review for Monsieur Beaucaire on AllMovie

Monsieur Beaucaire (1946)
by Craig Butler review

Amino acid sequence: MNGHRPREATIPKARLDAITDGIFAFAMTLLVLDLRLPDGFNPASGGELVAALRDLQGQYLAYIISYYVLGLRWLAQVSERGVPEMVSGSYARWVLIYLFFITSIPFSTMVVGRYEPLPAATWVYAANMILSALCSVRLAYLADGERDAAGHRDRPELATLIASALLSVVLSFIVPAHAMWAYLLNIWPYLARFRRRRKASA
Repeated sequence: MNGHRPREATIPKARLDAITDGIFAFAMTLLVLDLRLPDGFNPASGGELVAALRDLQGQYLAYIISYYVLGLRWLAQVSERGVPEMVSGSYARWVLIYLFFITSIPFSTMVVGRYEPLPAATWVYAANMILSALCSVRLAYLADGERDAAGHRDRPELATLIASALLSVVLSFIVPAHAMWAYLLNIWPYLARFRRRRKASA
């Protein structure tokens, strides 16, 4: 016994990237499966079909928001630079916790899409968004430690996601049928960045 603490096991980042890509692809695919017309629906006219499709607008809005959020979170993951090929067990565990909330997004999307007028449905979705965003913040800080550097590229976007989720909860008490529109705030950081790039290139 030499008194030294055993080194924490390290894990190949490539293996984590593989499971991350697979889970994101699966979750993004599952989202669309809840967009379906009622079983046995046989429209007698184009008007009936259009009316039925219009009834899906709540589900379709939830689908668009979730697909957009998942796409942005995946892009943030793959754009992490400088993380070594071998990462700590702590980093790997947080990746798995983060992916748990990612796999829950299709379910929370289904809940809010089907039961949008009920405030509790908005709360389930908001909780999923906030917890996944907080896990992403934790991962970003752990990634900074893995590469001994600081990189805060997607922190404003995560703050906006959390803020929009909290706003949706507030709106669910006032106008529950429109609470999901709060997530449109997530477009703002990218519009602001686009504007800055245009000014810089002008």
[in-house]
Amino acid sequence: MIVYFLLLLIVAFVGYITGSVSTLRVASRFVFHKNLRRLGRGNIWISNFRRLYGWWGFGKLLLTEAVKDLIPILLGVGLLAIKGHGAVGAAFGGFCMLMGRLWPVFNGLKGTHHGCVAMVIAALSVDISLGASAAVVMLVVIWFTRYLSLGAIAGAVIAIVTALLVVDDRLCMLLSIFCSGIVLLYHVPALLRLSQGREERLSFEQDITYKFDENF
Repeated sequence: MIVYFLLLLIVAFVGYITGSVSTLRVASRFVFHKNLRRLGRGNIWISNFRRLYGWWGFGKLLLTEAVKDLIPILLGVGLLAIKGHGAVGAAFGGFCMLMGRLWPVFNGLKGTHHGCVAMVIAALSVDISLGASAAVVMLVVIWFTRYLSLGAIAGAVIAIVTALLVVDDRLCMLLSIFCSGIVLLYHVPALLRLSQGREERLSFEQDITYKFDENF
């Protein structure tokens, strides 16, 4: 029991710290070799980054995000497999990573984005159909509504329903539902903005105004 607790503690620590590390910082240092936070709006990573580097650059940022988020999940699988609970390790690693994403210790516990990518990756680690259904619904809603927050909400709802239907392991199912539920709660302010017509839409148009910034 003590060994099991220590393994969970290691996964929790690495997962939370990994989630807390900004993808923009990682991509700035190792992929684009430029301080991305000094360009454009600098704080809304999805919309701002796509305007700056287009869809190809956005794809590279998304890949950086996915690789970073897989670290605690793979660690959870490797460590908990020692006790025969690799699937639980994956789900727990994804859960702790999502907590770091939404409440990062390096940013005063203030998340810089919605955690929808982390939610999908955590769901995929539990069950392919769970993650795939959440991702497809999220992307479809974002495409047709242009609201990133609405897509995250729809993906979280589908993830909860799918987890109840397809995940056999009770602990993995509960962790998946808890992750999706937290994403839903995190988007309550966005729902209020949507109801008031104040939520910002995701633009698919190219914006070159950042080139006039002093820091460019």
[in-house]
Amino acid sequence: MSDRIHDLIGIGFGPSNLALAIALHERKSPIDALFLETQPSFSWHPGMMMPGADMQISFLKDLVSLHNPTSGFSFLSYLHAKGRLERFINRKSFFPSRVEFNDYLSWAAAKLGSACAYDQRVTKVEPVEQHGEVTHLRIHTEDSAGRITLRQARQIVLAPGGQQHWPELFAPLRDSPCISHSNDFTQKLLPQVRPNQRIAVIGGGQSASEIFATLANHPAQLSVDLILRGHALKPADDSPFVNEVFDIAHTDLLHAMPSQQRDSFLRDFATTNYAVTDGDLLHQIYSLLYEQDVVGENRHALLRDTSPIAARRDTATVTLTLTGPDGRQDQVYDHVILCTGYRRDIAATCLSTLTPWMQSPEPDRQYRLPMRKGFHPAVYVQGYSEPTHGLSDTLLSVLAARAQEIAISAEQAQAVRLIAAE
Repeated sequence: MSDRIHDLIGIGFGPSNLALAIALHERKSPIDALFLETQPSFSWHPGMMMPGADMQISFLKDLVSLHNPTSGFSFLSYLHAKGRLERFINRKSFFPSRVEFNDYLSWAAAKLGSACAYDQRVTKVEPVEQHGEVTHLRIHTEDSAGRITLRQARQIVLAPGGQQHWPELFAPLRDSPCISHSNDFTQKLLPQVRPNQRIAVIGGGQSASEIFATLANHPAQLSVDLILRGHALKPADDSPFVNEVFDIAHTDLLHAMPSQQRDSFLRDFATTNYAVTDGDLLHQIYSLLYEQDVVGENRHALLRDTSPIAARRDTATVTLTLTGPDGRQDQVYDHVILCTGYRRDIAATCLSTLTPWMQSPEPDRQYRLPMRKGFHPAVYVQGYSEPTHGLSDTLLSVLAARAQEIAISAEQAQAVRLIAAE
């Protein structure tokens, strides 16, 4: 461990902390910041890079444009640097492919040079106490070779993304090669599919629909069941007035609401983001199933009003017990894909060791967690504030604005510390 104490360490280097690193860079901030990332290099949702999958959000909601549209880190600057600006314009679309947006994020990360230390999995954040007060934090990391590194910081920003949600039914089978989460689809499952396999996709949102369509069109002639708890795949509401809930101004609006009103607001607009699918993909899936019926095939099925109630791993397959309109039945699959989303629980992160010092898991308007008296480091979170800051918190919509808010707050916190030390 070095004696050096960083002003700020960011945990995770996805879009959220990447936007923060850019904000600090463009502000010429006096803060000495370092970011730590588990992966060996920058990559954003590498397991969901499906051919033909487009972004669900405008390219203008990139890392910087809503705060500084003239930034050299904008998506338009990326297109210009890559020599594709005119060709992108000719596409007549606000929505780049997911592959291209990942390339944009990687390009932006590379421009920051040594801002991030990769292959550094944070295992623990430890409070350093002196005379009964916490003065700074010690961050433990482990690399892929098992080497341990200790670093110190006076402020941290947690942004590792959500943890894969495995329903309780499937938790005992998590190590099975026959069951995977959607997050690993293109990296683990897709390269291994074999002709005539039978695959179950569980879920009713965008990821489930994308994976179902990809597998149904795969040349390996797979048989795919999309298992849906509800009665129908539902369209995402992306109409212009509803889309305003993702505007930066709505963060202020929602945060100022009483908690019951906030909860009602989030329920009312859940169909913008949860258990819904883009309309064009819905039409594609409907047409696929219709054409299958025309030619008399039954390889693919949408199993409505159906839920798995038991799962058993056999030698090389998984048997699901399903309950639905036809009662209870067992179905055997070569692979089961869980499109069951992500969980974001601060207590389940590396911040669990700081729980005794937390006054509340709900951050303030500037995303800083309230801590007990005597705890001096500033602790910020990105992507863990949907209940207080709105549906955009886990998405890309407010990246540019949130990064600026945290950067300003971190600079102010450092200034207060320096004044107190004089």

Most Bob Hope vehicles are pretty much cut from the same pattern, so what makes one better or worse than the other tends to be the cloth. In that respect, Monsieur Beaucaire is definitely one of Hope's better outings. Not so much an adaptation of the Booth Tarkington original as a free-for-all based upon Valentino's earlier film version, Beaucaire is a very pleasant and engaging little frolic. Putting Hope in a period piece is generally a good idea, as it adds to the comedian's gift for being a fish out of water -- and compounding that by setting the film in France just adds to the fun. Writers Melvin Frank and Norman Panama have come up with a bounty of gags both physical and verbal; there's no humor that's on a Shavian level, but it all fits in well with both the scenario and the comic's style, and George Marshall has directed with energy and verve. All in all, this is a fast and funny, if totally inconsequential, little film. It won't win any prizes, but it's solid entertainment.